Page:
The Archives hold a wealth of material that could be used for a wide range of research. A brief overview of some of the key collections is below but for more information please contact the Archives.
Our Archive Collections
An Overview of our Collections
These collections are particularly varied and include the records of many local businesses, such as the Mumbles Railway. The metallurgical industries in the area are well represented, especially copper, tinplate and steel.
Family collections include those of the Vivian, Dillwyn and Morris families.
Records are also held of the Roman Catholic Church of St David's Priory, Swansea, and the Methodist Circuit of Swansea and Gower (excluding the registers which are held at West Glamorgan Archive Service).
The South Wales Coalfield Collection is an internationally important research resource. The collection provides a unique picture of life in the coalfield valleys during the late nineteenth and the twentieth centuries, concentrating on the workers and the organisations they created. It contains records of trade unions, notably the National Union of Mineworkers (South Wales Area) and the Iron and Steel Trades Confederation, miners' institutes, co-operative societies, and individuals connected with the mining community. The Collection is split between the Richard Burton Archives on the Singleton Campus and the South Wales Miners' Library at Hendrefoelan.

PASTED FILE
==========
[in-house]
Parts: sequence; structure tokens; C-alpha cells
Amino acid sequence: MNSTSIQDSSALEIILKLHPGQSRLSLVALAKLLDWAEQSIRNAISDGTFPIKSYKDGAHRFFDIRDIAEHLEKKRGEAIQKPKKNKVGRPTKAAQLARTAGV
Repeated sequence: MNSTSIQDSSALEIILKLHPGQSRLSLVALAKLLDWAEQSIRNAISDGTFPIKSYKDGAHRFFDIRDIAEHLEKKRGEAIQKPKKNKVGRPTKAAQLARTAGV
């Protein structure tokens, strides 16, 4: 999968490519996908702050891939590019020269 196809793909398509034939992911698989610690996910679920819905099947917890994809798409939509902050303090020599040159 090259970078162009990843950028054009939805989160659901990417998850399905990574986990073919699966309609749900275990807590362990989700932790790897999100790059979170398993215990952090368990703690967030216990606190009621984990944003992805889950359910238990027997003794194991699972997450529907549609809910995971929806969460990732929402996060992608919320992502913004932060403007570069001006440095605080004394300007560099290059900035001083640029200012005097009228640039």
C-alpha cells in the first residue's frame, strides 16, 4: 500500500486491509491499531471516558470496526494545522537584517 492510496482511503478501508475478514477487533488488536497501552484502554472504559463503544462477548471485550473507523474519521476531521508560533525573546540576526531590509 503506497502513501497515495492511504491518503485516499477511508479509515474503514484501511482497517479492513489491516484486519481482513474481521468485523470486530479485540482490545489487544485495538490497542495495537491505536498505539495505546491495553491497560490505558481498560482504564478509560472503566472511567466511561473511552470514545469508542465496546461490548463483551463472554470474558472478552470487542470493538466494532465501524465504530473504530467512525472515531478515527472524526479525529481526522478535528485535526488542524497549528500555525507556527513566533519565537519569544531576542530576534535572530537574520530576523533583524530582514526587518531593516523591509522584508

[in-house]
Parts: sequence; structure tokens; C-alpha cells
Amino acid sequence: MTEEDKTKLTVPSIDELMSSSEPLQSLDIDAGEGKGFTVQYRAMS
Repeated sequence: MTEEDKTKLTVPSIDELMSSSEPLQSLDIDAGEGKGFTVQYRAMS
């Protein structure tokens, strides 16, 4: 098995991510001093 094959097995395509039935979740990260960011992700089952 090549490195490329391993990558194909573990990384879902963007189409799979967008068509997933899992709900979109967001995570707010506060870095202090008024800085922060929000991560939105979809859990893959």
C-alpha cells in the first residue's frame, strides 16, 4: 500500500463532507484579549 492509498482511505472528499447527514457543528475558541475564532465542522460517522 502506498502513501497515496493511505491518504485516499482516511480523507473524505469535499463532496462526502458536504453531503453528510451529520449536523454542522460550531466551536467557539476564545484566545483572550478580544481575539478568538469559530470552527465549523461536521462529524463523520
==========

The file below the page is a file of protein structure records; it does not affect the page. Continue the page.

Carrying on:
The University’s core records include minute books and departmental records, prospectuses and press cuttings, photographs, architectural plans, and items relating to student life. The Archives also hold the personal papers of some former staff, including the philosopher Rush Rhees.
The records of Welsh writers in English are the focus of this collection and include the papers of Raymond Williams, Ron Berry and others. The Raymond Williams collection has been catalogued courtesy of funding from the Barry Amiel & Norman Melburn Trust. The papers of the renowned cultural critic and writer Raymond Williams (1921-1988) range from the creative works of his childhood through his time at Cambridge and World War Two, to his later academic life. The collection reveals the development of this leading intellectual figure.
This part of the collections continues to grow. It includes a broad variety of collections such as the Hollingdale Collection (papers of Reginald (Reg) John Hollingdale, scholar and journalist, with particular emphasis on manuscripts and transcripts of translations of Nietzsche texts) and the Records of Seven Sisters Rugby Club, which date from the mid to late twentieth century.